Coroners using CT scanners for less invasive exams

Published: May. 17, 2022 at 8:52 PM EDT
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CLEVELAND, Ohio (WOIO) - New technology now being used by some medical examiner and coroner’s offices could give families answers more quickly after a loved one dies.

You may be familiar with CT scans at your local hospital for everything from back pain to head injuries.

But now, they’re also being used in a very different way.

Some medical examiners and coroners are now using CT scans to help identify causes of death.

It’s like a “virtual autopsy” using 3D imaging, without leaving a mark behind.

We recently spoke with the Stark County Coroner’s Office.

They’re one of many offices in Ohio and across the country facing a forensic pathologist shortage.

We learned they’re sending their autopsies to Cuyahoga County because they can’t do them themselves.

19 Investigates found they’re looking into using CT scans to help lighten that load.

They built a special room into their newly designed facility for a machine.

“That might be something that will help as a middle piece. I mean, ultimately I still think we will need forensic pathologists, but we need to find something in the interim. Well, we have this shortage. So I’m looking at that as a possible tool to help the gap and take it from there,” said Dr. Ron Rusnak.

He said CT scans are more commonly used for this in other countries, but it’s catching on here too.

19 Investigates found here in Ohio, Franklin, Hamilton, and Montgomery counties have the machines.

Dr. Rusnak said overdoses should have autopsies, but most coroners don’t have the manpower for that right now.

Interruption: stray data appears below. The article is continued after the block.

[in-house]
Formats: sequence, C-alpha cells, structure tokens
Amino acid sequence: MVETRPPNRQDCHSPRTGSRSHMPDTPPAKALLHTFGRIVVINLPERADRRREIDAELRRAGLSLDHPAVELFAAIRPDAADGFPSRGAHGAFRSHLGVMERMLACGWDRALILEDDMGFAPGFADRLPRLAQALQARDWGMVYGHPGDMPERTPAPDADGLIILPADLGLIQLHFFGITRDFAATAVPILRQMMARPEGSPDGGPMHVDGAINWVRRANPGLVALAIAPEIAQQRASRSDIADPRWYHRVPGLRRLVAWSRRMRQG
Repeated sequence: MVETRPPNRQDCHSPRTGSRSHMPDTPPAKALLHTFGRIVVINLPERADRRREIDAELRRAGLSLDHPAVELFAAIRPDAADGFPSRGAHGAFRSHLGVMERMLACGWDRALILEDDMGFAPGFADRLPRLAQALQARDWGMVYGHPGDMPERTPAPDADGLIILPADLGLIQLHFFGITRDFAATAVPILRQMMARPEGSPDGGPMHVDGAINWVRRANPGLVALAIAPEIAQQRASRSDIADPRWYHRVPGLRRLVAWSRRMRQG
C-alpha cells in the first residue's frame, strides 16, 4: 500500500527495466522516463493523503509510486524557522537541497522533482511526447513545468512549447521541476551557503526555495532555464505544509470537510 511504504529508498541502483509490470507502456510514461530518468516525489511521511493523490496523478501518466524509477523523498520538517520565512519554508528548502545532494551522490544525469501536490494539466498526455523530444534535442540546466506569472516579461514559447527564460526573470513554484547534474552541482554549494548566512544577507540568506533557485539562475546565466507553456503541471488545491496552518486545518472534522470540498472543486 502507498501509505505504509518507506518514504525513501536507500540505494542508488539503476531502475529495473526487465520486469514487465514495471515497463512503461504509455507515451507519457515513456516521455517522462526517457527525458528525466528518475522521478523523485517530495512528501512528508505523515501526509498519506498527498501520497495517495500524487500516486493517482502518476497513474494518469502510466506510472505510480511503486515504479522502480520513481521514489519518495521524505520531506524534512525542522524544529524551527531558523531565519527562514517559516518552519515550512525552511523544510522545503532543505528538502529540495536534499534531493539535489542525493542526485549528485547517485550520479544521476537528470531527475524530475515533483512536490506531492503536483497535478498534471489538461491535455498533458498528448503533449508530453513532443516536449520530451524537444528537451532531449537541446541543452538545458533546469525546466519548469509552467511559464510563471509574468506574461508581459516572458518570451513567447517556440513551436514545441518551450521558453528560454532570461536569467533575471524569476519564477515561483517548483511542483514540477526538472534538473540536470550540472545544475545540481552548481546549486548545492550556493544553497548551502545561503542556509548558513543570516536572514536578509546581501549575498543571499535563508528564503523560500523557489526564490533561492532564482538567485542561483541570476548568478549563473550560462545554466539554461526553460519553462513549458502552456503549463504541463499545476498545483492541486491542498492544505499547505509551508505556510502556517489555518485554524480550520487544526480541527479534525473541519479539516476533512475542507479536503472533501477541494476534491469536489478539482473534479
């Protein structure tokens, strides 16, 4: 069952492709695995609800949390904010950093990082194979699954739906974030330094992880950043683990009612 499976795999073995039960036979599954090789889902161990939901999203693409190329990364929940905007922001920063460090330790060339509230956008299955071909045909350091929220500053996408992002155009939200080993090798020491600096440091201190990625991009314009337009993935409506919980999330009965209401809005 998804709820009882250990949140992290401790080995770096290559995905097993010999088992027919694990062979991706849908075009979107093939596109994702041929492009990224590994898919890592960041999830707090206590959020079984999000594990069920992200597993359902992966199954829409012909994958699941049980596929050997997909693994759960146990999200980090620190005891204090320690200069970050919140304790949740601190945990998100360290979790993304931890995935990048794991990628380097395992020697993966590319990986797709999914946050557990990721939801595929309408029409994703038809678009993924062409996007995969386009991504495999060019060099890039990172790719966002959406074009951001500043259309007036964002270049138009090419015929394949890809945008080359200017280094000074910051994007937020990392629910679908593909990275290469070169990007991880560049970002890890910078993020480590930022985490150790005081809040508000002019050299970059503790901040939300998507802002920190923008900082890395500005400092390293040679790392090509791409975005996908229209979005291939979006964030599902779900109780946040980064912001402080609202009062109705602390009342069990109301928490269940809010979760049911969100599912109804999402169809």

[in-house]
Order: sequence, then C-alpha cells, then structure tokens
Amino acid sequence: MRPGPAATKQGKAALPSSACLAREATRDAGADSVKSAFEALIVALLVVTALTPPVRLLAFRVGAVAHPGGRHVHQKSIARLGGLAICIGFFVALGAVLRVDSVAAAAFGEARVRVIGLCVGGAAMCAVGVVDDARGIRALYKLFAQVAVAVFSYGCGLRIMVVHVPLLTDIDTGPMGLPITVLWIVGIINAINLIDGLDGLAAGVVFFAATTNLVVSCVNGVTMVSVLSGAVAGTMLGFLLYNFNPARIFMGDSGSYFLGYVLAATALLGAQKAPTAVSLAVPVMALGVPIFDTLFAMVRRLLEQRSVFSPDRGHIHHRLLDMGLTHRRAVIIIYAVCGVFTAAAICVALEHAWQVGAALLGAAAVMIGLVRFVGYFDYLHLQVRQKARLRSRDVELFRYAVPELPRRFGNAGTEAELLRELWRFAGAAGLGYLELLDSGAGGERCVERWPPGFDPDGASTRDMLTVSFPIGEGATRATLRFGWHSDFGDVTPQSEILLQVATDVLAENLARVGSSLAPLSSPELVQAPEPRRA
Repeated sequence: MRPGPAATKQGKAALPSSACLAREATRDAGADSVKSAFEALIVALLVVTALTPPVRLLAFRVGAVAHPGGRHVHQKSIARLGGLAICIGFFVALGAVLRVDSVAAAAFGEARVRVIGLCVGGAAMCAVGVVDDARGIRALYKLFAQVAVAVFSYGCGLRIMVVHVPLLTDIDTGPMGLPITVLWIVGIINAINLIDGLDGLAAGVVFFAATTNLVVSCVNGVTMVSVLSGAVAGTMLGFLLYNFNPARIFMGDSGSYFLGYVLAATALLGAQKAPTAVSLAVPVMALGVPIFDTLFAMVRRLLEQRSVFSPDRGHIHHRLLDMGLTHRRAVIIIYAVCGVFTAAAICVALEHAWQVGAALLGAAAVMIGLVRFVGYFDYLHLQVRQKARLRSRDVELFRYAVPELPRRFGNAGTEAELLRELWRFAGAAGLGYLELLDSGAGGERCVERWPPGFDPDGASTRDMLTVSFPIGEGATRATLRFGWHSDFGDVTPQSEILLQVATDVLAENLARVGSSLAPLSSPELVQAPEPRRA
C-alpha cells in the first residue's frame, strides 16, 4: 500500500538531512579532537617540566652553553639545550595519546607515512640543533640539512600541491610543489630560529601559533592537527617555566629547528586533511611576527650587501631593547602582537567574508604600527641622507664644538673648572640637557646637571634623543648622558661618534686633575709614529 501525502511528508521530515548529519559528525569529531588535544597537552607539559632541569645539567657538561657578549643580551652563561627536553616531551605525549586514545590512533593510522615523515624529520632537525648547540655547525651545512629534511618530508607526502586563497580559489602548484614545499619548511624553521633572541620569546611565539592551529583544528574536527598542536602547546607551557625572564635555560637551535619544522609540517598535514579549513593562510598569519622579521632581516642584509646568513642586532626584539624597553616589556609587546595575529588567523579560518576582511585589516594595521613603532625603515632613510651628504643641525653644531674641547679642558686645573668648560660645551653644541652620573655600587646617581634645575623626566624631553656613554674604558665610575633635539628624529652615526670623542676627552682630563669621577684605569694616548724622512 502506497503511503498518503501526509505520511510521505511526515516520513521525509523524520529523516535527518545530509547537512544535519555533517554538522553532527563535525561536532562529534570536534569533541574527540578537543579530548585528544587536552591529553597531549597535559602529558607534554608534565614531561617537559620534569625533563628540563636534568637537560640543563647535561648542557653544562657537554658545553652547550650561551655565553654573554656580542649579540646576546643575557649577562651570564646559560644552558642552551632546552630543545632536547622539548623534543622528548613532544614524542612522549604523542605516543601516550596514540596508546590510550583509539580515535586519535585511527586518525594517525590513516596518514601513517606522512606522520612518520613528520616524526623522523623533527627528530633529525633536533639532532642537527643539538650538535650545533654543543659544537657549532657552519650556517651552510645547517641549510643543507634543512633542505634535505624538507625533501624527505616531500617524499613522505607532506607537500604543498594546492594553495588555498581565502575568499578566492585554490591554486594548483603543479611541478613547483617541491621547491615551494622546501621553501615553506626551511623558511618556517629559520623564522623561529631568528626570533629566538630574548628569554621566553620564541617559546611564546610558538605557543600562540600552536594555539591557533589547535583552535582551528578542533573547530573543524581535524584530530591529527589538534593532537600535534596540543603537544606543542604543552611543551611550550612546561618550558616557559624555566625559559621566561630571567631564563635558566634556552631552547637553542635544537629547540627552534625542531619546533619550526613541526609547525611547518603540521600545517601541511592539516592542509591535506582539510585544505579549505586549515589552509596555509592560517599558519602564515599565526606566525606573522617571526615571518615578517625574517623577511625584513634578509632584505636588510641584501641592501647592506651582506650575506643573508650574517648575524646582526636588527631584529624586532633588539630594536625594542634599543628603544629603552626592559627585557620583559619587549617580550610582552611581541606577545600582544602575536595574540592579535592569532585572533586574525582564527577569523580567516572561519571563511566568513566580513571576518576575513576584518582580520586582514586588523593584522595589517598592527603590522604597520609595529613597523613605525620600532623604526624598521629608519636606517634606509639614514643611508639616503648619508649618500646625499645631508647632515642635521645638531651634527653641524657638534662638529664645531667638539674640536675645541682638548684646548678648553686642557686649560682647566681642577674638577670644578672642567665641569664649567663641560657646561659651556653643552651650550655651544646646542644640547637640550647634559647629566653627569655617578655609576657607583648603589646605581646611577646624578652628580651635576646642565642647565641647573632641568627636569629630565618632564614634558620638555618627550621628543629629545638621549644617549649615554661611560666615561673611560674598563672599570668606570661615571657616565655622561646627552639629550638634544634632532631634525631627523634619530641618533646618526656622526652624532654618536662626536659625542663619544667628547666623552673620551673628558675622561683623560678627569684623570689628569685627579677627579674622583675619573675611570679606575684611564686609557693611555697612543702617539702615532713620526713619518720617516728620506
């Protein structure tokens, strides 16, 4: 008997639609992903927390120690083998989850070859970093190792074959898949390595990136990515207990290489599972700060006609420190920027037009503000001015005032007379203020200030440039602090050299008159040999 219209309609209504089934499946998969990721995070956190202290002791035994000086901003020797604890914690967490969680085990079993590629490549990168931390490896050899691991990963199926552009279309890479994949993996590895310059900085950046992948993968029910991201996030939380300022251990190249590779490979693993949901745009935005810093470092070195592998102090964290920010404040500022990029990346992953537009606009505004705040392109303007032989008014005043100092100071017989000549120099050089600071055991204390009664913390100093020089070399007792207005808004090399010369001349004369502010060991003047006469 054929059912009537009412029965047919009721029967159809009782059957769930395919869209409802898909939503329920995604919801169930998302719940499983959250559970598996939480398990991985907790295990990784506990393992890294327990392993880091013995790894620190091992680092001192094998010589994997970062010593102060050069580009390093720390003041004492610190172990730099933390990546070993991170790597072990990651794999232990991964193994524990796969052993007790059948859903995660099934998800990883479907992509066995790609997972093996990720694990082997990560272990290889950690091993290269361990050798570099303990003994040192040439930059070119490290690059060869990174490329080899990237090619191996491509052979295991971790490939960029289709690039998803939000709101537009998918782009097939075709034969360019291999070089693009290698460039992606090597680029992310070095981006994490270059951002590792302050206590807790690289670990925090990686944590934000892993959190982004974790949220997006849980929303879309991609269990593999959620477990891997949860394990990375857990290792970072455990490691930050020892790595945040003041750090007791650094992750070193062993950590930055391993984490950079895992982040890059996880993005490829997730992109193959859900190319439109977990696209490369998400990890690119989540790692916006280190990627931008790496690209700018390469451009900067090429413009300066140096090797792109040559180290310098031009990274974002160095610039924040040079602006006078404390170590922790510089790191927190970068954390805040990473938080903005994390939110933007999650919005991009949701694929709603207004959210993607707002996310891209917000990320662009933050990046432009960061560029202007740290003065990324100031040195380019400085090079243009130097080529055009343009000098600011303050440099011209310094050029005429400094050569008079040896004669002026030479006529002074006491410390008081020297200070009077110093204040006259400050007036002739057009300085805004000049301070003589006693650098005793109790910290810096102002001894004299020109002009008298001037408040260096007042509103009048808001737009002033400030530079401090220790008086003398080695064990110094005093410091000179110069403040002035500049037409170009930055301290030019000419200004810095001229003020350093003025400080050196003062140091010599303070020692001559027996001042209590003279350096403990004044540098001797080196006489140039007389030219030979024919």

And a CT scan could help with this.

“So a CT scan would be a nice tool in between where we’d be able to get an idea that they have a head bleed, that they have an aneurysm. Did they have some abdominal injury that isn’t apparent on the gross examination? So not only you know that they have drugs in their system, but they still could have been another medical event that possibly could have caused their death or contributed to their death,” Dr. Rusnak said.

The Stark County Coroner’s Office would still use the CT scan even when they hire a forensic pathologist.

But they think this tool could eliminate their need to do some autopsies.

And help when families object to autopsies due to their religious beliefs.

The goal would be to have another tool to provide families with answers.

Dr. Rusnak is looking at several grants to fund a CT scanner.

They cost hundreds of thousands of dollars.

Montgomery County Coroner Kent Harshbarger told 19 Investigates there is a downside to the scanners, he finds they can be time-consuming and expensive to use.

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